atlantic 10 conference

With a Barclays Center Partnership and Two New Members, the Atlantic 10’s Stock Is on the Rise

Atlantic 10 Conference Commissioner Bernadette McGlade attends the Barclays Center Atlantic 10 Men's Basketball press conference at the Barclays Center Showroom on September 28, 2011 in New York City.
Atlantic 10 commissioner Bernadette McGlade last year.

It has been 36 years since the inaugural Atlantic 10 Tournament, a multiday event that ended with the Norm Nixon–led Duquesne squad earning an NCAA Tournament bid. During the nearly four decades since, the conference — which at one point included Villanova, Rutgers, and Penn State — has held its men’s basketball postseason tourney in several different locales, ranging from Morgantown to Dayton and, most recently, Atlantic City. Now, though, the tournament has found a new home: Brooklyn’s Barclays Center, where the conference also held its annual media day yesterday. And the move to Barclays, a big-time venue that serves as the home to an NBA team, contained a subtle statement: The term “mid-major” can no longer be applied to the Atlantic 10.

Since the A-10 will now be spending a few days each March in New York City, it is hard not to compare the league with the other conference whose tournament is held in town each year, the Big East. To casual college basketball observers, there is no comparison; the Big East is a monolith, consisting of some of the top programs in Division I and sending close to ten teams to the NCAAs annually. These are the same people who still refer to A-10 squads as “Cinderellas” whenever there is a postseason “upset.”

However, we are seeing a shift in the conference power standings. While schools like UConn and Georgetown are, for now, still under the Big East banner, the loss of Pittsburgh, Notre Dame, and Syracuse — starting next season, all three will be members of the ACC — is a blow. Attendance at Madison Square Garden, where the postseason tourney is held, will certainly take a hit — in past seasons, buying a game-day ticket at the Garden when Syracuse advances to the semifinals was a near impossibility. Syracuse and Pitt were two of the Big East’s earliest members, and their loss, especially, signifies a real crack in the conference.

At the same time, the A-10 is on an upswing. A recent partnership with ESPN means fourteen conference games will be televised on the World Wide Leader’s family of networks. (A larger number of games will be shown on the hard-to-find CBS Sports Network, as well as on the NBC Sports Network.) The multiyear deal also allows more airtime for the conference’s two newest members, VCU and Butler. It is a testament to the A-10’s depth that the addition of these two teams, which have been to three Final Fours in the past three seasons (and return essentially the same squads from the 2012 season), doesn’t impact the very top of the preseason coaches’ poll. Neither was ranked among the top two squads, and only the VCU was listed in the top five. The league has historically sent several teams to the NCAA Tournament, but with Butler and VCU in the fold, there’s a potential for ever more postseason selections. Saint Joseph’s, Saint Louis, UMass, La Salle, and Temple could all make the NCAA tournament in 2013, and after adding Butler and VCU to the mix, the A-10 possibly could have a half dozen or more teams dancing.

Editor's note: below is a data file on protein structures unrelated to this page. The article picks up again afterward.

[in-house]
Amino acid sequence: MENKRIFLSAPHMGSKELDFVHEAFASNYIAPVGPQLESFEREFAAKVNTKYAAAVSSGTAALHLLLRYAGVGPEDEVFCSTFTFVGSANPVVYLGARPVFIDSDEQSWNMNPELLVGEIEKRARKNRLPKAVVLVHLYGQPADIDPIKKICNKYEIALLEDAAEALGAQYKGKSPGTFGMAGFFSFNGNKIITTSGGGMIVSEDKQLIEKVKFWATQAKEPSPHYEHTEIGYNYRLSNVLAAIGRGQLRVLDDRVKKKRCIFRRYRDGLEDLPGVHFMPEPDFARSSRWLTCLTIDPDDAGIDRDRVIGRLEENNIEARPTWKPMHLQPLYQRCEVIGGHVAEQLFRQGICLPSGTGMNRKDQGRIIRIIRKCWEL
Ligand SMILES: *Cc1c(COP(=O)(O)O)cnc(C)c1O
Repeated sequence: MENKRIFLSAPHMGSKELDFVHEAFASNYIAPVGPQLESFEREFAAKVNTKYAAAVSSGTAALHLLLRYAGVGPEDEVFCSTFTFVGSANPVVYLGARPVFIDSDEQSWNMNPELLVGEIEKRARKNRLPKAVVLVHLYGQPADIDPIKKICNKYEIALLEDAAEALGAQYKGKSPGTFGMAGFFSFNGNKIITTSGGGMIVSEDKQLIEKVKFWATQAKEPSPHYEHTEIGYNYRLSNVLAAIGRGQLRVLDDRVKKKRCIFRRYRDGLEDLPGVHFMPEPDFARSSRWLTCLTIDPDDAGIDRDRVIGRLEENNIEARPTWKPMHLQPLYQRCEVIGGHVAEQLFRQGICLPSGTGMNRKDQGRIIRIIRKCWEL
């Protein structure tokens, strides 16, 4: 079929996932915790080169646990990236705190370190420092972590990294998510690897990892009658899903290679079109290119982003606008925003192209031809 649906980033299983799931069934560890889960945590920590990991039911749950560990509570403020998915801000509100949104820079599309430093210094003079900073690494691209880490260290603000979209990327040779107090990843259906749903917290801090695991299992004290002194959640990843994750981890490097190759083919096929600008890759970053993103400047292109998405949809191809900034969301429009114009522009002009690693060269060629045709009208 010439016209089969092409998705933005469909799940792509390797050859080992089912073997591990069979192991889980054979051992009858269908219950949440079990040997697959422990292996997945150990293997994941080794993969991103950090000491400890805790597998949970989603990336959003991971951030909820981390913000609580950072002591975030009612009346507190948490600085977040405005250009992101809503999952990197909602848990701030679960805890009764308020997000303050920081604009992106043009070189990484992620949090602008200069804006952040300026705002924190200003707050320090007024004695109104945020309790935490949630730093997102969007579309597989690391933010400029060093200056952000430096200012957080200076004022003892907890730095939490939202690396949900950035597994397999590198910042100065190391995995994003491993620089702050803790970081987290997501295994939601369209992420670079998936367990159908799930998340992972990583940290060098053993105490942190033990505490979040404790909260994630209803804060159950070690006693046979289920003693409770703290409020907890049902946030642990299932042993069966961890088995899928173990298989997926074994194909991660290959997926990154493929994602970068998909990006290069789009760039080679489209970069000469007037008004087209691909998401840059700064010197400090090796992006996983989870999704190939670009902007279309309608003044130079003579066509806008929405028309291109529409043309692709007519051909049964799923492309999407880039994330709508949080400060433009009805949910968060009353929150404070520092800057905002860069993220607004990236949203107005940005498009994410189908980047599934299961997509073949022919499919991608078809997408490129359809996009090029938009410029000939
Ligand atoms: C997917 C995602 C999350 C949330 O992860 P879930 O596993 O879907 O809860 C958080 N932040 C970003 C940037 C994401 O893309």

But back to the tournament in Brooklyn for a moment. Playing in an NBA arena might help boost the conference’s profile come March, but will fans actually travel to New York? According to Xavier coach Chris Mack, Barclays Center is “unreal” and possesses an “incredible atmosphere.” But when the tournament was held in Atlantic City, attendance figures were dependent on whether the Philly schools — St. Joe’s, Temple, or La Salle — were in the mix for the conference title. When they weren’t, Boardwalk Hall felt cavernous. And while the conference’s coaches yesterday were loathe to compare the two conferences on media day, local college hoops fans have the option of attending the still-more-prestigious Big East tournament at the Garden. (The tournaments will overlap for three days come March.) Saint Louis’s new coach, Jim Crews, does not believe attendance will be a bugbear. “The Atlantic 10 is one of the best conferences in the nation, so if people want to see good basketball, they will still come to Brooklyn,” he says. However, if fans don’t trek to downtown Brooklyn, the arena — which seats 18,200 spectators — will hardly provide the lively atmosphere Xavier coach Mack is dreaming of. (The A-10, of course, does have a team in New York City, but while Fordham isn’t likely to finish in the cellar this season, it’s unclear if Tom Pecora’s squad will advance to Barclays Center, as only twelve of the conference’s sixteen teams will qualify.)

So, could the A-10 really be eclipsing the Big East as the Northeast’s premier league? Dayton coach Archie Miller told Adam Zagoria of that he believes the excitement surrounding conference play could be more exciting than the Big East’s conference slate. At the very least, the conference is building buzz as the Big East is set to lose some. Said Jim Ferry of Duquesne to Zagoria: “There’s going to be a lot of people that, whether they’re disappointed in the direction that the Big East has gone, I know everybody’s really excited in the direction the Atlantic 10’s going right now.”

The Atlantic 10’s Stock Is on the Rise